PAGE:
[Why you should watch] Through the Darkness
by Guest Beanie
Netflix had been persistently recommending Through the Darkness to me, but each time I considered it, I was deterred by the title song’s gloominess, the monochromatic visuals, and the unsettling chills they evoked. However, an article about Kim Nam-gil’s experimental acting approach piqued my interest, and I decided to give the show a chance. To my astonishment, I was utterly captivated, riveted by the narrative unfolding from the first episode.
Through the Darkness is a masterclass in the psychological thriller genre, deftly weaving the intricate tapestry of criminal psychology with the nascent field of criminal profiling. At the epicenter of this chilling narrative is Song Ha-young (Kim Nam-gil), the protagonist who’s portrayed with haunting nuance. Ha-young’s character arc is a study in contrasts – his hypersensitivity and intense empathy, which once burdened his childhood, morph into a solitary, almost enigmatic adulthood persona forged as a defense mechanism against the overwhelming emotions of the world.
This aspect of his character is vividly depicted in the first episode, where a six-year-old Ha-young, shy and timid, falls into a lake. As he sinks, he encounters a dead lady in a red dress, staring intensely at him. Intriguingly, Ha-young reaches out to her before being rescued. Later, he is visibly moved by the lady’s fate, showing a depth of emotion that belies his young age.
As an adult, Ha-young becomes a police officer, driven by his deep empathy for victims and a sense of responsibility towards humanity. He is seen as an outlier in the department, known for his serious, soft-spoken demeanor rather than the typical energetic and aggressive policeman archetype. His colleagues often mock his empathetic approach to understanding criminals and his habit of visiting victims’ families, though he rarely communicates with them.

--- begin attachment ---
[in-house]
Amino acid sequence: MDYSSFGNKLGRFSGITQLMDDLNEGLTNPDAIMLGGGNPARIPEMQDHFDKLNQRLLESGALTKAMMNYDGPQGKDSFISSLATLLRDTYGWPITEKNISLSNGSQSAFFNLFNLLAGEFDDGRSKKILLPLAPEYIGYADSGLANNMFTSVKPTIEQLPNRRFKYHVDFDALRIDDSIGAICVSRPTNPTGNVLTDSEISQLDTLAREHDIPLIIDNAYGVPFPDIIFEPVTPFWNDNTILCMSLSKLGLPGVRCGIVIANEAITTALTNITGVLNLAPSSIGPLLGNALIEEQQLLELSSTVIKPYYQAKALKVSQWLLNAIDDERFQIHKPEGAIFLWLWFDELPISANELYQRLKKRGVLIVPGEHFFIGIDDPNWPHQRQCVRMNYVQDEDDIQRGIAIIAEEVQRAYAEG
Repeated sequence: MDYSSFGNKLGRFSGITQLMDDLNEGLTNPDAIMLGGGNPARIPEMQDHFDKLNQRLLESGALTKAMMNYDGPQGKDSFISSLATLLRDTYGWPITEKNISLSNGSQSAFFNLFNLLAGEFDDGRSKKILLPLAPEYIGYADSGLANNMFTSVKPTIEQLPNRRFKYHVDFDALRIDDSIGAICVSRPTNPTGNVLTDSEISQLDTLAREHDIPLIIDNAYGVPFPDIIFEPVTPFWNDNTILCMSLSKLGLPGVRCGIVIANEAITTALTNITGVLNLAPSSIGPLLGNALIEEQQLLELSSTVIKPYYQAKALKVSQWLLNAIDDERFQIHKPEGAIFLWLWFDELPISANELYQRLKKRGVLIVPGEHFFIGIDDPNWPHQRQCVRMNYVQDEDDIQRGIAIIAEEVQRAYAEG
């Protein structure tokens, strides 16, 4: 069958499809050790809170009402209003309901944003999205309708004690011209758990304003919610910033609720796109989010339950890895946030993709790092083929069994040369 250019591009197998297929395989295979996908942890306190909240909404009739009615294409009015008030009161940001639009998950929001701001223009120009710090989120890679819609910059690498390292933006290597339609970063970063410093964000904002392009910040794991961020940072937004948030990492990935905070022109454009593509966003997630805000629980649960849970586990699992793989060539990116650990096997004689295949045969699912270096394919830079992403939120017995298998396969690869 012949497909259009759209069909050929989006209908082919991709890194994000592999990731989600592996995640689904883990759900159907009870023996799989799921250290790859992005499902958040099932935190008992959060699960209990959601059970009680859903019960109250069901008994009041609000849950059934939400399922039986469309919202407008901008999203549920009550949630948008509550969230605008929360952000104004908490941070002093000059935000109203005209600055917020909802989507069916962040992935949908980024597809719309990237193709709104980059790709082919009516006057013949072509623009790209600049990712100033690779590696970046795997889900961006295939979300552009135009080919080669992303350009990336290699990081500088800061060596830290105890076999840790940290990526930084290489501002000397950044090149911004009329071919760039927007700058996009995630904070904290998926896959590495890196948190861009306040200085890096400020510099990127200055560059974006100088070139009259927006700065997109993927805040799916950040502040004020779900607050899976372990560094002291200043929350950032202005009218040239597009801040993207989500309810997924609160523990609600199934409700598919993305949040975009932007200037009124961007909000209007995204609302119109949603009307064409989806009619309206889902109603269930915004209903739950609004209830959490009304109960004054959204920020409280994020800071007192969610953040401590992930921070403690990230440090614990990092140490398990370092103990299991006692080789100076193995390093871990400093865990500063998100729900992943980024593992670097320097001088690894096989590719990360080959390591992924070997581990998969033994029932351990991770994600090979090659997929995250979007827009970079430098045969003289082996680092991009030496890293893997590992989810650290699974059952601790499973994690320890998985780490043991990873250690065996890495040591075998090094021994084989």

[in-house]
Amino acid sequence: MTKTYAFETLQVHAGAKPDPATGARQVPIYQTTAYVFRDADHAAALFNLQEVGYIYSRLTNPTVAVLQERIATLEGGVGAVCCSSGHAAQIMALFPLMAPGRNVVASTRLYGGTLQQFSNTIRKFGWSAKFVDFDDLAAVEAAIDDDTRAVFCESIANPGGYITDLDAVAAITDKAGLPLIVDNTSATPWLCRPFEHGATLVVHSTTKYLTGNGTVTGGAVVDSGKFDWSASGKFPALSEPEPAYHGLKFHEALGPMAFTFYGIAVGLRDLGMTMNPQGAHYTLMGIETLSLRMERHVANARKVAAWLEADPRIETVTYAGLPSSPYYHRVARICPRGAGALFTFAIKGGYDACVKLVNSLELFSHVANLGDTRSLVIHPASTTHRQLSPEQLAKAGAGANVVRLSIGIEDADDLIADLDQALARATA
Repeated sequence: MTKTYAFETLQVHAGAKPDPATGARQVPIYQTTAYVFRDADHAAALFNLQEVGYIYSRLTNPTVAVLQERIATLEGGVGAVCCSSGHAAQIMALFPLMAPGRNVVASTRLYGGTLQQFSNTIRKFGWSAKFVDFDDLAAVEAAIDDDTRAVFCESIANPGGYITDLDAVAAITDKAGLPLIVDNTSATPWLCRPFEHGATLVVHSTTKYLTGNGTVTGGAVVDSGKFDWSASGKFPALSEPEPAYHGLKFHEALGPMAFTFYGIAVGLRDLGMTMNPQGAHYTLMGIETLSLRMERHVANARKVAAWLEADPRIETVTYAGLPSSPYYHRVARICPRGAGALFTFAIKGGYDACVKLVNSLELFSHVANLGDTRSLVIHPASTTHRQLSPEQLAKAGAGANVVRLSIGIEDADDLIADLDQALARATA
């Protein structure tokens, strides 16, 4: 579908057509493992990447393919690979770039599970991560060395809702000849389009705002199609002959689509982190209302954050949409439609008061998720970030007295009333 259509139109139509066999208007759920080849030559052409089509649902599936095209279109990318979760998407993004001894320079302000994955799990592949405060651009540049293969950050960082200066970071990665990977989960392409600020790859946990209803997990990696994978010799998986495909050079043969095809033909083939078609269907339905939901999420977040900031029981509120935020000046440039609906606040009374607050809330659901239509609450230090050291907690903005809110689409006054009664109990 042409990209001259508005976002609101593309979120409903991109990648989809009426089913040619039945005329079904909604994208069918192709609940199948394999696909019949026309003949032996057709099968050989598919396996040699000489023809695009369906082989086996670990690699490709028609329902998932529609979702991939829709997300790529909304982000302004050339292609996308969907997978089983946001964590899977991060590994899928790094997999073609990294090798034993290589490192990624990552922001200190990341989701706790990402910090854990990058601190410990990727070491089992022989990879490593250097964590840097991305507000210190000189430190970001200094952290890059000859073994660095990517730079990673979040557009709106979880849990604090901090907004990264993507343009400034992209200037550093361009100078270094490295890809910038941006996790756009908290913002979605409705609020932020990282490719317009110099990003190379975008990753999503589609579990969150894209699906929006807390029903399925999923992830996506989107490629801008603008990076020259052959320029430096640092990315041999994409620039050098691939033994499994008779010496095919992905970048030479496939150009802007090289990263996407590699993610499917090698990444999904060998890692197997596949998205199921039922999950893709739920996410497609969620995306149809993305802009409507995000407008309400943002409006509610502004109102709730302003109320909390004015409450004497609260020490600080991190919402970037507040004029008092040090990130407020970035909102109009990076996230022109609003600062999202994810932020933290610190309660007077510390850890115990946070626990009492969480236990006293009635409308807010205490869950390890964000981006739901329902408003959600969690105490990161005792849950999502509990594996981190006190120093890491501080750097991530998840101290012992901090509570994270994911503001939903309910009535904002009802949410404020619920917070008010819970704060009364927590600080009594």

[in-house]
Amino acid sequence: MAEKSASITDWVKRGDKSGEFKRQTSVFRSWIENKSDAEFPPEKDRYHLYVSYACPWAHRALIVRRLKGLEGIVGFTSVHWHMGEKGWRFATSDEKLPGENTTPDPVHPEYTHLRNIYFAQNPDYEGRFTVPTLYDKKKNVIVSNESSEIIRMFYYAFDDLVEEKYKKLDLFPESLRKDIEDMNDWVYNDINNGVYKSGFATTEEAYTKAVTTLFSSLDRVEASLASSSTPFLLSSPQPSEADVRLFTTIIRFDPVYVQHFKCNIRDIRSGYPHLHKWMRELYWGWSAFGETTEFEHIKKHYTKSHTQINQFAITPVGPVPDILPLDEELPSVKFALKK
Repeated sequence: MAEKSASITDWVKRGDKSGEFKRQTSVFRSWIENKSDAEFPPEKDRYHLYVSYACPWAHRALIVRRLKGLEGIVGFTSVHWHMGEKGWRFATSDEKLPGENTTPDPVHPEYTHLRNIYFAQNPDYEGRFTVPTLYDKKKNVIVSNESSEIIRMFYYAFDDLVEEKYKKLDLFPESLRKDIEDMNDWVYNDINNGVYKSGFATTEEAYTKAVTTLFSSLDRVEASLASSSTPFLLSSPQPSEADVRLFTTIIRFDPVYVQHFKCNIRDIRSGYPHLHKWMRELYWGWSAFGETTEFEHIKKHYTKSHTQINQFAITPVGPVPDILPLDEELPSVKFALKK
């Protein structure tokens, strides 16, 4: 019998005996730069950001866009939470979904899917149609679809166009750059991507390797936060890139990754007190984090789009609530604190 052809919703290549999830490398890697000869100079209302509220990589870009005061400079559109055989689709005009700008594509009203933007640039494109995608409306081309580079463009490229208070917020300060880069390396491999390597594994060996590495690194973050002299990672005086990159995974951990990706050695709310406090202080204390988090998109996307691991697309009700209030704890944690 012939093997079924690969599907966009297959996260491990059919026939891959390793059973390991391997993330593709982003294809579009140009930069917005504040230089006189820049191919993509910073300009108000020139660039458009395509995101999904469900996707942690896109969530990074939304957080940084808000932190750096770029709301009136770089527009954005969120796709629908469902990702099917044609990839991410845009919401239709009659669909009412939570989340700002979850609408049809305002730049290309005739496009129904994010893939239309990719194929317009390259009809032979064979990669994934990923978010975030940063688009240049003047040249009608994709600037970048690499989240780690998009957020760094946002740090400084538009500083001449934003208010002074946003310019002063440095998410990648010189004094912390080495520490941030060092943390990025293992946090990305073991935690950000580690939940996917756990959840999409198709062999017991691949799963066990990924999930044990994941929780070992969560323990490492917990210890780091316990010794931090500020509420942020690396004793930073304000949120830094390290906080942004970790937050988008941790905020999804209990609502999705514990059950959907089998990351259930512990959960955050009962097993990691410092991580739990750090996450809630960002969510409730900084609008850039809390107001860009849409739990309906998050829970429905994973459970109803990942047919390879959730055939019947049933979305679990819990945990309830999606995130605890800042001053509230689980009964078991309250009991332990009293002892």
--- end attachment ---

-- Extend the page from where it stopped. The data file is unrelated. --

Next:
The show also features the character of Kook Young-soo (Jin Sun-kyu), a dedicated and forward-thinking man who’s passionate about his work and compassionate towards humanity. Unlike Ha-young, whose empathy makes him vulnerable, Young-soo is driven by a sense of righteousness and conviction. This contrast leads to Young-soo becoming Ha-young’s mentor, helping him channel his abilities into becoming the nation’s first criminal profiler. Their relationship is beautifully portrayed, and Jin Sun-kyu delivers a compelling performance. Additionally, the other characters add depth to the series, each with their unique traits, contributing to the escalating tension in every episode.
My favorite part of the story was when Ha-young succumbs to evil and loses faith because he witnesses and experiences too much. He decides to quit; his colleagues and mentor do not question because they have seen Ha-young give too much for his cause. But then, one member of the victim’s family expresses acknowledgement of his work because that helped her restore faith in humanity. This becomes Ha-young’s break even point, sense of purpose, and return to his cause.
Overall, Through the Darkness is more than just a foray into the world of crime investigation; it is a profound exploration of the human psyche, expertly portrayed through its compelling characters and intricate storytelling. The series transcends conventional crime dramas, delving deep into its protagonists’ moral complexities and psychological depths. It stands as a testament to the power of empathy and understanding in a world often overshadowed by malevolence.
This show is a must-watch for those who appreciate nuanced character development, gripping narratives, and a thoughtful examination of the darker aspects of humanity. It is a journey that leaves a lasting impact, challenging viewers to look beyond the surface and embrace the light that lingers, even in the darkest of times.
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